A few years ago, as I was preparing a sermon on Matthew 7:1, I encountered the different Greek words κρινω and ανακρινω. Kρινω (krinō) means to judge, and, in many instances, even condemn. Kρινω is the word Jesus uses when he tells us in Matthew 7:1 not to judge. This is a word of some power, and this power is usually not handed out casually in society. Judges are usually either elected by the people or appointed by a governor or President and confirmed by a legislative body.* In Old Testament times, judges embodied the powers of both the executive and judicial branches of government.
A much more subtle word is ανακρινω (anakrinō). The ανα- (ana-) prefix somehow places judgment on a gentler, more human scale. It means to evaluate or discern. It does not carry with it the connotation of condemnation. Just as Matthew 7:1 is an excellent example of the New Testament use of the word κρινω, 1 Corinthians 2:15 is a good example of the use of the word ανακρινω. And comparing translations of this single little verse proved very interesting.
Several translations made no distinction between it and its harsher counterpart. For example, the New International Version—a translation especially popular among evangelicals—translated the verse this way:
The person with the Spirit makes judgments about all things, but such a person is not subject to merely human judgments.
At the opposite end of the spectrum is the new Common English Bible, a translation project sponsored by several mainline denominations including my own. Its translation goes like this:
Spiritual people comprehend everything, but they themselves aren’t understood by anyone.
I must say, I don't really "comprehend" the reasoning behind the CEB's word choice, and it definitely prejudices me against this new translation, even though I was originally enthusiastic about it. Only by stretching the definition can one arrive at the word comprehend to encompass the ideas of discernment or evaluation. Moreover, the word comprehend is not a "basic vocabulary" sort of word: It is no less difficult than a word like discern (and, in fact, has 50% more syllables), so comprehensibility cannot be the basis for this choice. When ανακρινω is translated as comprehend and understand in the same verse, I'm afraid there's enough interpretation going on to border on paraphrasing as opposed to translating. In addition, I think the impression the CEB's translation gives—that of a Christian who seems to know everything but cannot be understood by anybody—is far from the Apostle Paul's intention.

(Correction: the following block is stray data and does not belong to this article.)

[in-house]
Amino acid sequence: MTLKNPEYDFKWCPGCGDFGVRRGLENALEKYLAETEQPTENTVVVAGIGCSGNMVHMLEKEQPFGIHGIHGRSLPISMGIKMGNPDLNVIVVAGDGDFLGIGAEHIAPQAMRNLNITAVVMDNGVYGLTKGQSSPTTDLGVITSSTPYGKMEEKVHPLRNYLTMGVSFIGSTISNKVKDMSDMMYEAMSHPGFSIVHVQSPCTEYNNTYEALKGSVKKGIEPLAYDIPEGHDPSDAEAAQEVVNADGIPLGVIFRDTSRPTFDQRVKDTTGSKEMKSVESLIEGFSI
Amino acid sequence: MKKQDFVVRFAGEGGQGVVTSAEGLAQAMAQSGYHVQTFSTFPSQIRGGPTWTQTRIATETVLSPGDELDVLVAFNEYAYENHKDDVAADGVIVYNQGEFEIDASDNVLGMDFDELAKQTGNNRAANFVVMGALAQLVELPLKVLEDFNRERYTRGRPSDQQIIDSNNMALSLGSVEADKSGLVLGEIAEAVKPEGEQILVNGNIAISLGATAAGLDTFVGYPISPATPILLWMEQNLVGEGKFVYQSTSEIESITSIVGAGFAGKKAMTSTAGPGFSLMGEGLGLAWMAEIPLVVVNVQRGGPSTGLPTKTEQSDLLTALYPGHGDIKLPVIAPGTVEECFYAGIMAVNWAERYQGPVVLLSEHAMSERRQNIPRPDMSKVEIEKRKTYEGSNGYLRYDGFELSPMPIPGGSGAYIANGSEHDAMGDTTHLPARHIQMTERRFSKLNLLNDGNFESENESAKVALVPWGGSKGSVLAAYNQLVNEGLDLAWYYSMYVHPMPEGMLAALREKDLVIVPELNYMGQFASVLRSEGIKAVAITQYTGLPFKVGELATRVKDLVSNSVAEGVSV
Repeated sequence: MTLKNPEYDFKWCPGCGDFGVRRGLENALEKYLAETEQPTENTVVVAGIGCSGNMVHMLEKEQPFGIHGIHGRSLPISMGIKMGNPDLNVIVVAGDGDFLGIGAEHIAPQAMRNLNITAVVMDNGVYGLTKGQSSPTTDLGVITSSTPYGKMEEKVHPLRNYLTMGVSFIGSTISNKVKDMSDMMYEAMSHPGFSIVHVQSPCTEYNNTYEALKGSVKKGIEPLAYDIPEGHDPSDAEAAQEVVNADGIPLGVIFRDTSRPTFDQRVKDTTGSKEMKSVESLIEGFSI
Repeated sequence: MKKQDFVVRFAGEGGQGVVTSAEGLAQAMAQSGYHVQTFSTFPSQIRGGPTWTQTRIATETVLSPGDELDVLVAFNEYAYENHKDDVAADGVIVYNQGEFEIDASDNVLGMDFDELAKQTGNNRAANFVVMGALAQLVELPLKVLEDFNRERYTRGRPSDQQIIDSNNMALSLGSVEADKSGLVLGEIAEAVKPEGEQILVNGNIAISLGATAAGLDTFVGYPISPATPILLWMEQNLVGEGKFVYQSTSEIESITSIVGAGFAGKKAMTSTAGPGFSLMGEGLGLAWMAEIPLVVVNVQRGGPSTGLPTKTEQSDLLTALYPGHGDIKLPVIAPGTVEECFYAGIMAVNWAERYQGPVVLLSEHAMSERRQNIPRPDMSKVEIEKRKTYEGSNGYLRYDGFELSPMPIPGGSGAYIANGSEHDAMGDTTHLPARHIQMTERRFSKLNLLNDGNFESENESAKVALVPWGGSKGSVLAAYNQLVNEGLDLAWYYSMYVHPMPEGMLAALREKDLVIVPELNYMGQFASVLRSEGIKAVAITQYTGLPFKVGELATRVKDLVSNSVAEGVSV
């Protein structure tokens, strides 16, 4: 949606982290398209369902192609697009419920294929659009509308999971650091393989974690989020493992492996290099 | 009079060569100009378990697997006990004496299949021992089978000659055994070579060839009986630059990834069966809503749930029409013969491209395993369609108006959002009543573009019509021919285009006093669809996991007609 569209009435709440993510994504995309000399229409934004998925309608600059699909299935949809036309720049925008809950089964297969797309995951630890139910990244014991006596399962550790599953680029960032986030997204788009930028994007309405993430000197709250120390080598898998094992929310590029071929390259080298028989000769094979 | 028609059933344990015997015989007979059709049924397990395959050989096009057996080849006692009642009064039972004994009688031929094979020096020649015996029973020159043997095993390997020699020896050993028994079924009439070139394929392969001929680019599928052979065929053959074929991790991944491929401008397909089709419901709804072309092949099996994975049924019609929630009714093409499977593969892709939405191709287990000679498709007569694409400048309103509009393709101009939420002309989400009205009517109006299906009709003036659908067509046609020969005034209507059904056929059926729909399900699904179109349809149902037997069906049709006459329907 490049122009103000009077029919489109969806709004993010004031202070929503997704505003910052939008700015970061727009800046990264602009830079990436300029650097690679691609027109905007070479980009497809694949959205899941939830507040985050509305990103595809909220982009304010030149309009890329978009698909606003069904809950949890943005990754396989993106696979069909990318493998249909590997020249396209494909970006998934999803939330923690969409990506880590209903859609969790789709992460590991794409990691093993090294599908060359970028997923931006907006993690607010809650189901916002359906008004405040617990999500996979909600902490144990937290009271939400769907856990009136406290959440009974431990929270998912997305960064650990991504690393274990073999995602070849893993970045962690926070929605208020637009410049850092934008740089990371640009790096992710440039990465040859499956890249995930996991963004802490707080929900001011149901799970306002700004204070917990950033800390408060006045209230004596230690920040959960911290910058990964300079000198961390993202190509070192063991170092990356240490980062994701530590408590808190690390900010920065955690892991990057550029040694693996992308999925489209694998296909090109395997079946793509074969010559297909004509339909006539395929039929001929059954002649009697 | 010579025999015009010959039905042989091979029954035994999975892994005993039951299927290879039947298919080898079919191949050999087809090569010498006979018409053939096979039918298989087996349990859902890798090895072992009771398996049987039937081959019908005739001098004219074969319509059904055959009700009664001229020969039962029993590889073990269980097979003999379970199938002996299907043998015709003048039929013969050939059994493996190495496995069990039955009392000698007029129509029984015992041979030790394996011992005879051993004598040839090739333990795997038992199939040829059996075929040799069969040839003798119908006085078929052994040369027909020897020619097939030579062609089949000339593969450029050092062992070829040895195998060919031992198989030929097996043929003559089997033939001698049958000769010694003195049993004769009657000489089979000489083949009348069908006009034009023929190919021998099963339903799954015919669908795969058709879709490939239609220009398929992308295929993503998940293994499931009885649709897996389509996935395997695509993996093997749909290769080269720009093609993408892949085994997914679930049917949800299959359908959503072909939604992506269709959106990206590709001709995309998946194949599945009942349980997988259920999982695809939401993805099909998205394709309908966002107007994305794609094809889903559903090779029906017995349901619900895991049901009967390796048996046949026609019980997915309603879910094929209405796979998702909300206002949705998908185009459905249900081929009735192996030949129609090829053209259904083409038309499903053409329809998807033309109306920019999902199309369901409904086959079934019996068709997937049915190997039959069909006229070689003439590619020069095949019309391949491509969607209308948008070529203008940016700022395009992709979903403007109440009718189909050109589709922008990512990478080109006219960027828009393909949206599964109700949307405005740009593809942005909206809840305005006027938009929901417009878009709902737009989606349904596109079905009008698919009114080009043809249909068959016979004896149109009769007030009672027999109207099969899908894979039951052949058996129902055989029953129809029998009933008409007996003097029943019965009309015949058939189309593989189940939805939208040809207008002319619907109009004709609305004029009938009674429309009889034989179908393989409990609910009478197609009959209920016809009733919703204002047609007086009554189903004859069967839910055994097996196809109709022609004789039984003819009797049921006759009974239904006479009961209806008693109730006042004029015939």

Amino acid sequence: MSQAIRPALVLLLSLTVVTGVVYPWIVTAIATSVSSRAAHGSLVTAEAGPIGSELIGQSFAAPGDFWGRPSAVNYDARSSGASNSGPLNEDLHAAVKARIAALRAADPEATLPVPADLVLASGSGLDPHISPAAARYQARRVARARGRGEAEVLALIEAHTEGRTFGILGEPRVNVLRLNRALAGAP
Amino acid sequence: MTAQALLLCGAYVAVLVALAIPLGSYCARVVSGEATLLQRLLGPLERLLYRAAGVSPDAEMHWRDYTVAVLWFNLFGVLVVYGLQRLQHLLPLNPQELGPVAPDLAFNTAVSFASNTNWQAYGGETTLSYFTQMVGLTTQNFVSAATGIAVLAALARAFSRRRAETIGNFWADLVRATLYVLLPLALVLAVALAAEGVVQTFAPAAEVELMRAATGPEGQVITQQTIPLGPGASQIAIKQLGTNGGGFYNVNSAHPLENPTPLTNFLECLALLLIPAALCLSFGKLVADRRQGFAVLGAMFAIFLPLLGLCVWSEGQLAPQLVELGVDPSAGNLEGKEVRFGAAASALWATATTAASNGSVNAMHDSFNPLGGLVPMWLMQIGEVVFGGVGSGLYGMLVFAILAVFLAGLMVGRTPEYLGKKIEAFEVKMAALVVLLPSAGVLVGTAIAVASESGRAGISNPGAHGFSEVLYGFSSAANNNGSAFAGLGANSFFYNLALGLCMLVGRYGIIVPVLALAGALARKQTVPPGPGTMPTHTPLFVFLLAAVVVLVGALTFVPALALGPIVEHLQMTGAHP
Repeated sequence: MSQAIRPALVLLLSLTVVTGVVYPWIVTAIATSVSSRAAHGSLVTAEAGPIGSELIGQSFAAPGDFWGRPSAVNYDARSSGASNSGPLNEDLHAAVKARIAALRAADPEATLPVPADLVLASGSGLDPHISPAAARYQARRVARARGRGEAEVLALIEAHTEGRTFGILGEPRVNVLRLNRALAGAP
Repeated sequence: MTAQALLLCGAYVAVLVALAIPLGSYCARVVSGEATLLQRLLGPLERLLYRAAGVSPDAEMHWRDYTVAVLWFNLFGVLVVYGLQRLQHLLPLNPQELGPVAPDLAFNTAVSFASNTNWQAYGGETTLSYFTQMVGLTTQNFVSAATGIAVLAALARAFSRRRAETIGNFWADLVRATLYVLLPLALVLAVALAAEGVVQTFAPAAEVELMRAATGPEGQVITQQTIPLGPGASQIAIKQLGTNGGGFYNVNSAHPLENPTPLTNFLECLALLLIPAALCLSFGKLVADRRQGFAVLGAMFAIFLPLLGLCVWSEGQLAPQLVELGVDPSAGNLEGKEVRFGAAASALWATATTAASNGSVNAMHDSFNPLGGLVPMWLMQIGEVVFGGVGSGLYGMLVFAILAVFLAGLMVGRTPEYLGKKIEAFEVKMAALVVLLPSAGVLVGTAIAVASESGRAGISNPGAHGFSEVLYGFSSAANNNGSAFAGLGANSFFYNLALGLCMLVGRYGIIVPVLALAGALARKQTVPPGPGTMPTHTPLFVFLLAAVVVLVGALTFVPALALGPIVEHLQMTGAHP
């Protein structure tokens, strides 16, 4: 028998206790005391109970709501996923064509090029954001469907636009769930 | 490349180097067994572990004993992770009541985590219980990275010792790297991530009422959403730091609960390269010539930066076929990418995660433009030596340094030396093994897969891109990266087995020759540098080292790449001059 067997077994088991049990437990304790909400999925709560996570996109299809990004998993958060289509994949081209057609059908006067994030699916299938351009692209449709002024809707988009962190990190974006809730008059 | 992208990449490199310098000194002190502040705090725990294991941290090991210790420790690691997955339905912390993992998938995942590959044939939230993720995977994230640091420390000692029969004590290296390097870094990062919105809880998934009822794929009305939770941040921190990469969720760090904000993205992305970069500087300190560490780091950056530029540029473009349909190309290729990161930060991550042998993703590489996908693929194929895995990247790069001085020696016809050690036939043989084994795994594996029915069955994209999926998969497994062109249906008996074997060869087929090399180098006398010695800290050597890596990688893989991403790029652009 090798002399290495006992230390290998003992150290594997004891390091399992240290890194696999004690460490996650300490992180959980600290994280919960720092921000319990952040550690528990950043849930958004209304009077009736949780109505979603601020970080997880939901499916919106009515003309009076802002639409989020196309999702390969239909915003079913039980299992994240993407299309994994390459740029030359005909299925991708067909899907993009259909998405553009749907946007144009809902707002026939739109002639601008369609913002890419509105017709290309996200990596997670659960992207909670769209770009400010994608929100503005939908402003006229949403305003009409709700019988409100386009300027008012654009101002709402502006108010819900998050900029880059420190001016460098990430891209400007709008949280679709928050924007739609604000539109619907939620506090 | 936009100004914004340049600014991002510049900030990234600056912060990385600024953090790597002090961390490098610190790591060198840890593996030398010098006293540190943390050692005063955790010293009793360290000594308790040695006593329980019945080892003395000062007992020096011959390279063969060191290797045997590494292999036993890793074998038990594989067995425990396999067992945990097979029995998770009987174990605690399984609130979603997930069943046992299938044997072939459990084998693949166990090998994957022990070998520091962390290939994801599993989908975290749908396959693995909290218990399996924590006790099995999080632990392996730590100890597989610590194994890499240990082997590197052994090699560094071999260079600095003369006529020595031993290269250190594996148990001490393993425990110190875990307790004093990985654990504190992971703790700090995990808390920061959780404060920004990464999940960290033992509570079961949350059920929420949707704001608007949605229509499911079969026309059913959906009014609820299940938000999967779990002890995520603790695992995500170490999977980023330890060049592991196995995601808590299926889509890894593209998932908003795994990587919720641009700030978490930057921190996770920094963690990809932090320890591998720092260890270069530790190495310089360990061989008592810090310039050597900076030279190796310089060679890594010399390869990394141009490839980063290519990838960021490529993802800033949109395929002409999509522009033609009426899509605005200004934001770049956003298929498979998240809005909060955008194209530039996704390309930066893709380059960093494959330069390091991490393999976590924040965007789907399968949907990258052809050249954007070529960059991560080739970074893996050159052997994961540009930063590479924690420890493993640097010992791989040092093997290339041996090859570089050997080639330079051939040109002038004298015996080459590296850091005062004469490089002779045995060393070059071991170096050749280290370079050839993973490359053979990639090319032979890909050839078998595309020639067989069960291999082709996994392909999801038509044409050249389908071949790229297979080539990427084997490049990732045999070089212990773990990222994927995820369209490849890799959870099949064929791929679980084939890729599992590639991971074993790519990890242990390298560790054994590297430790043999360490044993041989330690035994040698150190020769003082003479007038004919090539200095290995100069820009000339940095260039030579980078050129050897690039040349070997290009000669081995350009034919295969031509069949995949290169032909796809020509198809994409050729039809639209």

The New Revised Standard Version, considered for over 20 years to be the most accurate English translation, translates 1 Corinthians 2:15 this way:
Those who are spiritual discern all things, and they are themselves subject to no one else’s scrutiny.
Here we see two distinct words/phrases used to translate the idea expressed in Greek by ανακρινω: discern (active) and be subject to scrutiny (passive). Both of these translations are very true to both the meaning in the original language and the way modern English is spoken.
Though I'm very glad I happened upon 1 Corinthians 2:15 as a bellwether for διακρισις (i.e. discernment) of which is the most accurate Bible translation, I am nonetheless very disappointed in the Common English Bible. I had hoped to start using it as the default translation in my worship and preaching. As of now, however, I'll stick with the NRSV. And if someone were to ask me for a more easily understood translation than the NRSV (which does, I admit, tend toward the scholarly), I would still recommend the New Living Translation, which never ceases to surprise me with its accuracy and comprehensibility. Here's how it translates 1 Corinthians 2:15:
Those who are spiritual can evaluate all things, but they themselves cannot be evaluated by others.
Evaluate is very true to the Greek meaning. Comprehend simply is not.
*Unless the Constitution is utterly disregarded, as it has been in recent months by the United States Senate.